By Mark Bowman / MLB.com | @mlbbowman | April 24th, 2016
ATLANTA -- After learning that he would realize his dream to pitch in the big leagues, Braves right-hander Aaron Blair flew from Charlotte to Atlanta on Saturday morning and arrived at Turner Field a short time later, only to be told that he would need to experience his final hours of anticipation away from the stadium.
When Blair returned on Sunday morning to get his first true taste of being a big leaguer, he took advantage of the chance to show why he stands as a highly-regarded prospect. But the damage he incurred at the start and end of his debut proved costly enough for the Braves in a 3-2 loss to the Mets.
"It was good to get out there to make my debut," said Blair, who ranks as the No. 54 overall prospect by MLBPipeline.com. "You only make it once. It was a special day for me and my family."
As his parents, fiancée and approximately 20 other friends and family members settled into their seats, Blair encountered immediate trouble, surrendering a single to three of the first five batters he faced. Michael Conforto's sacrifice fly gave the Mets a first-inning lead and also accounted for the first out recorded by the promising 23-year-old, who seemed unfazed by his rocky beginning.
"I actually wasn't too hyped or too anxious, especially after the third pitch, giving up a base hit and then fifth pitch, base hit," Blair said. "I kind of had to settle in real quick and it was fun."
Blair's fastball gained a little more life in the second inning and he benefited from a couple double-play groundouts that helped keep the Mets scoreless until the sixth inning. Curtis Granderson drew a one-out walk in the sixth and Asdrubal Cabrera followed with a single before Blair's debut concluded with an elevated changeup that Conforto bounced over the right-center-field wall for a go-ahead double.
While manager Fredi Gonzalez felt Blair tired in the sixth, veteran catcher A.J. Pierzynskifelt the young pitcher lost the aggressiveness he had possessed while limiting the Mets to just one hit from the start of the third inning through the end of the fifth.
"I wouldn't say I got tired," said Blair, who was charged with three runs and six hits over 5 1/3 innings. "I'd just say fastball command got away from me."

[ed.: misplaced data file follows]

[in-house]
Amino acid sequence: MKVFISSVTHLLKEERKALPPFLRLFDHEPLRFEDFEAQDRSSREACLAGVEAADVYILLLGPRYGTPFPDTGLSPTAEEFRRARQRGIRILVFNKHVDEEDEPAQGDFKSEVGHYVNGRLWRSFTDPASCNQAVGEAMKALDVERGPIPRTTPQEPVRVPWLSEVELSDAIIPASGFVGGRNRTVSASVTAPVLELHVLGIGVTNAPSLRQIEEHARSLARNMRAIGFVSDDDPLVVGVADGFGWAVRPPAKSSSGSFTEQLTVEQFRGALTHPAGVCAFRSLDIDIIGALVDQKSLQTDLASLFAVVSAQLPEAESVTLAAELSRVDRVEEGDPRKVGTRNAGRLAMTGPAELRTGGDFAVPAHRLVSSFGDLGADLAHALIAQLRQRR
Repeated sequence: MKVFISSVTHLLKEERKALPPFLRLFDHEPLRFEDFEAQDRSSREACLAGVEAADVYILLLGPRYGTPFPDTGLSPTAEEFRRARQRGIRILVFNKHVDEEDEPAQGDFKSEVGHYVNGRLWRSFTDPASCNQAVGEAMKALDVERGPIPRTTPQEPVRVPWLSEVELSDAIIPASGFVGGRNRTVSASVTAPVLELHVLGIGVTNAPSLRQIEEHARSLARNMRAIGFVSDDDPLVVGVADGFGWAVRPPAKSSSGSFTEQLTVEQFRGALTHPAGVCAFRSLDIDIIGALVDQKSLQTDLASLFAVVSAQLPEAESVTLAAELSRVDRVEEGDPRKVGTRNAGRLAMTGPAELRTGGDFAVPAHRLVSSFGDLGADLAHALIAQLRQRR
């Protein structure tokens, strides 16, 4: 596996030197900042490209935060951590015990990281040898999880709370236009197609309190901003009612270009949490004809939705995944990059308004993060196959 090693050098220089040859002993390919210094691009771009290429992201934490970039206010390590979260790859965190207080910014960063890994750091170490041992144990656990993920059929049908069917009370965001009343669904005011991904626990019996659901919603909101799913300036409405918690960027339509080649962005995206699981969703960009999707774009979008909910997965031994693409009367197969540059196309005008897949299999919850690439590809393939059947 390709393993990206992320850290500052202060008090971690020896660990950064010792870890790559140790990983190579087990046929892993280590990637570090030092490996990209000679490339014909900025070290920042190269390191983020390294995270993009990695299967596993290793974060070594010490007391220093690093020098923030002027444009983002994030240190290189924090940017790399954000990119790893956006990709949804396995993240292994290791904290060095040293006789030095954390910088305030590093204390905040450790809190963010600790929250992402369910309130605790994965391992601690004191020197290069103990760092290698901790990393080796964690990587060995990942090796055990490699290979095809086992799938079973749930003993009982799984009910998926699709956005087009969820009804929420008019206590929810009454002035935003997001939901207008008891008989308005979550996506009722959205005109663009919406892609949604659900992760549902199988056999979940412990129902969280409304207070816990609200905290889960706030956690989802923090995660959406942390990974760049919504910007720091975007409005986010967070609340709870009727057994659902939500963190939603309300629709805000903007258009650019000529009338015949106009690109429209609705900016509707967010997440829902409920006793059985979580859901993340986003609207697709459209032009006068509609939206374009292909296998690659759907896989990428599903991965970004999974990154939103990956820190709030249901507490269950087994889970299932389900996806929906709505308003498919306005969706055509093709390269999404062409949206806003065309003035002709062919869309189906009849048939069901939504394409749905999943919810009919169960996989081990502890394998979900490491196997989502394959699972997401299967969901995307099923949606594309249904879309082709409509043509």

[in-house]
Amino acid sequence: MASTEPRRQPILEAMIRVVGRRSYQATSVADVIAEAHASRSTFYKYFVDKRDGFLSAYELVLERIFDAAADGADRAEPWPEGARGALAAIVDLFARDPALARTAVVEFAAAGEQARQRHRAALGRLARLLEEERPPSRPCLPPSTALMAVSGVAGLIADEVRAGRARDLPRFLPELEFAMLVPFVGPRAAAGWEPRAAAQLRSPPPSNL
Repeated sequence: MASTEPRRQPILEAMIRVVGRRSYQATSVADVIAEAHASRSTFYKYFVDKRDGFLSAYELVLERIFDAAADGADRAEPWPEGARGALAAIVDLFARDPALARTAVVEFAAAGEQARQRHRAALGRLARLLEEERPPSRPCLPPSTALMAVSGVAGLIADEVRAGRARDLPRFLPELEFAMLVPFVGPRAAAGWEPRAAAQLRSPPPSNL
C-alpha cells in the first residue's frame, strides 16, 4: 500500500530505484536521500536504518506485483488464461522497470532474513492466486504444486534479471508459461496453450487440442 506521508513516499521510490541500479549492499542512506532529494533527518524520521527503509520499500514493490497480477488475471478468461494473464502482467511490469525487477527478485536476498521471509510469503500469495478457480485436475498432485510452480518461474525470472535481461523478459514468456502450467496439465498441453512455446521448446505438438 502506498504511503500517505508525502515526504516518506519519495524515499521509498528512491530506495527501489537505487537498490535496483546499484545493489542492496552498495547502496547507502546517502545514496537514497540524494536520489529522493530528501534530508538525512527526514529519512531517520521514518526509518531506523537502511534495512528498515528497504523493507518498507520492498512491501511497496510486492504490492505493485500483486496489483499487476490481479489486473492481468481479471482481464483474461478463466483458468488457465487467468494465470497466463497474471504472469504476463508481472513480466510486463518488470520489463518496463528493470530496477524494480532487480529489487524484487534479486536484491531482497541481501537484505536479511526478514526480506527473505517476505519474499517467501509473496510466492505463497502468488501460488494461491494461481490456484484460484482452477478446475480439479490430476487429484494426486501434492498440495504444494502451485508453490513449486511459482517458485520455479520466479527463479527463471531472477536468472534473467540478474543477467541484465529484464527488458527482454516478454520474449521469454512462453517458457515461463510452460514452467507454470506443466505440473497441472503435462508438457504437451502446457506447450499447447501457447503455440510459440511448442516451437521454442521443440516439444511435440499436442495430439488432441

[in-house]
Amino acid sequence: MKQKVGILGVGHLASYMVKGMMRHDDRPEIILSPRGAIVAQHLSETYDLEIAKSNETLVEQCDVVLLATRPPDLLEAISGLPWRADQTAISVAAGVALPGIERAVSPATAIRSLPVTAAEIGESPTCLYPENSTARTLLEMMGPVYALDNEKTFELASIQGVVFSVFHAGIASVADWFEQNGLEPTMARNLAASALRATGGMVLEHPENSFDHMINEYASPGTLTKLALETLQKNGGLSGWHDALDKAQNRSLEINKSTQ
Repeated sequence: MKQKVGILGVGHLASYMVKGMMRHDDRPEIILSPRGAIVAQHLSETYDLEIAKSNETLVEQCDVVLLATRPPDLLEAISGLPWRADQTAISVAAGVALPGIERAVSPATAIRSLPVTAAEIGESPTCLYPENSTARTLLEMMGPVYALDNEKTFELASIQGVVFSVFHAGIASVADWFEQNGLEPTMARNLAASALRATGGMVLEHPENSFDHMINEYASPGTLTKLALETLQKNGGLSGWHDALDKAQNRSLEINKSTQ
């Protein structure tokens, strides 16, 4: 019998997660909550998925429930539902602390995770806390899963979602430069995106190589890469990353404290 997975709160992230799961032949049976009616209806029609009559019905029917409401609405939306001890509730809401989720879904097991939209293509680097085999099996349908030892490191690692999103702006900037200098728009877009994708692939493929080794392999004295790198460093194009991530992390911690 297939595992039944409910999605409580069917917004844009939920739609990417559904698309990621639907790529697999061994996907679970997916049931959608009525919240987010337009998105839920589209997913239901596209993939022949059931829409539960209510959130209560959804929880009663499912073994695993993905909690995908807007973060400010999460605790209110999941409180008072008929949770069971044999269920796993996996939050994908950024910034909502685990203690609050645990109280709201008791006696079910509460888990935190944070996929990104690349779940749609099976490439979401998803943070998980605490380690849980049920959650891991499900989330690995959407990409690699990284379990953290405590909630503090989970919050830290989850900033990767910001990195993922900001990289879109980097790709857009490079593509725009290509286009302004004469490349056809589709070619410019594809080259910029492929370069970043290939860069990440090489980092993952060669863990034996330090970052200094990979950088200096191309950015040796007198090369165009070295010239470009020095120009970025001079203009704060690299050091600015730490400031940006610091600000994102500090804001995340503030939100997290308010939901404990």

This has been a whirlwind week for Blair, who cemented his candidacy to replace Williams Perez in Atlanta's rotation when he tossed seven hitless innings against Durham on Tuesday. Blair got the sense that he would make his debut on Thursday, when Triple-A Gwinnett pushed Mike Foltynewicz's start back a day until Sunday, which is when Blair would have been scheduled to next pitch for the G-Braves.
Blair has been on a fast track to join the Braves since early December, when he was included in the blockbuster trade that sent Shelby Miller to the D-backs. He impressed during each of the three starts he made for Gwinnett this year and now, he'll have a chance to prove he is capable of taking the ball once every five days for Atlanta for a long time.
But regardless of what transpires over the next few years, Blair will never again experience the thrill of running out of the dugout to realize that childhood dream of becoming a big league pitcher.
"It's something I'll never forget," Blair said. "I'm truly blessed to have had the opportunity."
By Bill Chastain / MLB.com | @wwchastain |
ST. PETERSBURG -- Heading into the final days of camp, the big question facing the Rays was where they would add an extra player to their roster: In the outfield or the bullpen?
Since Tampa Bay opted to begin the season with a four-man rotation, it had the luxury of placing another player elsewhere. The club ended the suspense on Saturday, when it announced the composition of their 25-man roster.
Left-hander Dana Eveland was selected to the Major League roster, giving the bullpen eight members, and outfielder Mike Mahtook was optioned to Triple-A Durham.
"We decided to go with the extra reliever to strengthen our 'pen and give us a little more length in the 'pen," said Rays president of baseball operations Matt Silverman. "We felt that was more important than the extra position player -- especially given the versatility of the other position players on our roster."
By Chris Abshire / Special to MLB.com | March 31st, 2016
HOUSTON -- The Astros didn't even wait until they arrived in Houston to solve one of their two open roster spots for Opening Day.
Utility infielder Matt Duffy earned the nod, manager A.J. Hinch said Thursday, meaning the Astros will carry 13 position players and 12 pitchers for the first several series. Hinch said he informed Duffy -- who kept the knowledge quiet even in pregame interviews before an exhibition game against Milwaukee -- on the plane ride from Florida on Wednesday night.
Tyler White beat Duffy out for the starting first-base job, but by all accounts, Duffy's spring was solid. While his average dipped, Duffy still posted a .725 OPS with three homers and seven RBIs in 47 spring at-bats.
"He balances out our bench pretty well." Hinch said. "As a right-handed hitter who can play first and third -- we've introduced left field to him, too -- he's versatile enough, has power, puts up a good at-bat, and we have some left-handedness at third base and the outfield.
"We just felt like he was a good guy to start the season with the left-handed relievers we're going to face in the first few series. His efficient swing off the bench makes sense."
It's a seminal moment for Duffy, though it won't be his MLB debut. The former 20th-round pick was a September callup last season and recorded three hits and three RBIs in just eight at-bats.
It's clear this will be a bench role for the third baseman by trade, with pinch-hit duty, extra-innings work and platoon situations likely to dictate his playing time. Evan Gattis' eventual return in April could also make Duffy's time in the Majors short-lived, barring further injuries.
For now, it also means the Astros are going with Duffy's bat over a couple of bullpen arms competing for a final long relief spot. Wandy Rodriguez, Michael Feliz and James Hoyt are the contenders for the gig, Hinch said.